Phoenix, AZ Gastroenterostomy Cost Comparison

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A Gastroenterostomy in Phoenix costs $23,832 on average when you take the median of the 74 medical providers who perform Gastroenterostomy procedures in Phoenix, AZ. There are 1 different types of Gastroenterostomy provided in Phoenix, listed below, and the price for each differs based upon your insurance type. As a healthcare consumer you should understand that prices of medical procedures vary and if you shop from the Phoenix providers below you may be able to save money. Start shopping today and see what you can save!
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Select any of the procedures below to view detailed cost data and provider comparisons.

Procedure Price Range
Gastroenterostomy Cost Average $14,700 - $40,400 Free Quote

Compare Gastroenterostomy Providers in Phoenix, AZ

Facility City Type
Desert Mirage Surgery Center Surprise Ambulatory Surgical Center
Surgery Center of Gilbert Mesa Ambulatory Surgical Center
Pinnacle Surgery Center of Peoria Peoria Ambulatory Surgical Center
Maryvale Hospital Medical Center Phoenix Acute Care Hospital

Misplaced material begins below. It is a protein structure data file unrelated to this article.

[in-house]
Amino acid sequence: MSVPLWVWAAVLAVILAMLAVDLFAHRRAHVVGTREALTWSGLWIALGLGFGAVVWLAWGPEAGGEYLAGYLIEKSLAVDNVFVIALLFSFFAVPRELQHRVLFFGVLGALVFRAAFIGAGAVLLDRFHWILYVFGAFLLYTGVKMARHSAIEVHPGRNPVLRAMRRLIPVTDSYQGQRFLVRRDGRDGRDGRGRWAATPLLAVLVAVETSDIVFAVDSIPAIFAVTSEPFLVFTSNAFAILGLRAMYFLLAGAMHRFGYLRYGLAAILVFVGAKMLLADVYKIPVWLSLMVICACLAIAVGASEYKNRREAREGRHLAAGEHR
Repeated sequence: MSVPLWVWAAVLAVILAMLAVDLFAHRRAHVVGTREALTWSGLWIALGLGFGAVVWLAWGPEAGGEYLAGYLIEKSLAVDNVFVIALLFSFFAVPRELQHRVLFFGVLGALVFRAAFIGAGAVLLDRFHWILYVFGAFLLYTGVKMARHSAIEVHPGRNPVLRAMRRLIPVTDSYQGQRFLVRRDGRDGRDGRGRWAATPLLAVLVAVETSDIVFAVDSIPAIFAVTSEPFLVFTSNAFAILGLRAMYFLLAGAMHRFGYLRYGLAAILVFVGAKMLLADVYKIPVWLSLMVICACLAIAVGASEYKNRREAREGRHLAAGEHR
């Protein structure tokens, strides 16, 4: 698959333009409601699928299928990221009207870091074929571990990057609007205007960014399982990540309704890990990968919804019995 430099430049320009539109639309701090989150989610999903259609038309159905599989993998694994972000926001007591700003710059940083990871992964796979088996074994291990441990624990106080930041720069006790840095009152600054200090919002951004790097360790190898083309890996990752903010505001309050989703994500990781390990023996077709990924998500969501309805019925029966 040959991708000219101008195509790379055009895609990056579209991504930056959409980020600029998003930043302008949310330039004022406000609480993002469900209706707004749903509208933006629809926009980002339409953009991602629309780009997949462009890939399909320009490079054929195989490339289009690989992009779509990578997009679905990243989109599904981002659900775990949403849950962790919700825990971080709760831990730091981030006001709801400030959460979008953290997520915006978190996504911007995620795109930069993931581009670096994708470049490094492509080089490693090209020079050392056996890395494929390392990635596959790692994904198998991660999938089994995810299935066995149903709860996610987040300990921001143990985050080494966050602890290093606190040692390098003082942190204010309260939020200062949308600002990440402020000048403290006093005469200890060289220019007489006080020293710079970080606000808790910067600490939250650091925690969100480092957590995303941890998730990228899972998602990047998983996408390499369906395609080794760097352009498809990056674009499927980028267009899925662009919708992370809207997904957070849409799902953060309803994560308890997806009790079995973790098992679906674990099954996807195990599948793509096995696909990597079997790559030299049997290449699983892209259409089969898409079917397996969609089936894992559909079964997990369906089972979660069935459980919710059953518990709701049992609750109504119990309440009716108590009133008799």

Phoenix Baptist Hospital Phoenix Acute Care Hospital
Southeast Valley Endoscopy Center Chandler GI Diagnostic Center
Cardon Children's Medical Center Mesa Acute Care Hospital
Central Arizona Endoscopy Mesa GI Diagnostic Center
Banner Desert Medical Center Mesa Acute Care Hospital
Paramount Surgery Center of Mesa Mesa Ambulatory Surgical Center
North Valley Surgery Center Scottsdale Ambulatory Surgical Center
Paradise Valley Hospital Phoenix Acute Care Hospital
Surgical Hospital of Phoenix, The Phoenix Acute Care Hospital
Maricopa Medical Center Phoenix Acute Care Hospital
St. Joseph's Hospital & Medical Center Phoenix Acute Care Hospital
West Valley Hospital Goodyear Acute Care Hospital
AKDHC Surgery Center Phoenix Ambulatory Surgical Center
Banner Del E. Webb Surgery Center Glendale Ambulatory Surgical Center
Scottsdale Healthcare Osborn Medical Center Scottsdale Acute Care Hospital
Banner Desert Surgery Center Mesa Ambulatory Surgical Center
Banner Thunderbird SurgiCenter Glendale Ambulatory Surgical Center
St. Joseph's Westgate Medical Center Glendale Acute Care Hospital
John C. Lincoln Deer Valley Hospital Phoenix Acute Care Hospital
St. Luke's Medical Center Phoenix Acute Care Hospital
Banner Del E. Webb Medical Center Sun City West Acute Care Hospital
Mayo Clinic Hospital Phoenix Acute Care Hospital
Surgery Center of Gilbert Gilbert Ambulatory Surgical Center
Phoenix Indian Medical Center Phoenix Acute Care Hospital
Arrowhead Community Hospital & Medical Center Glendale Acute Care Hospital
Digestive Health Specialists Arizona Scottsdale Ambulatory Surgical Center
Gilbert Hospital Gilbert Acute Care Hospital
Mercy Gilbert Medical Center Gilbert Acute Care Hospital
Piper Surgery Center Scottsdale Ambulatory Surgical Center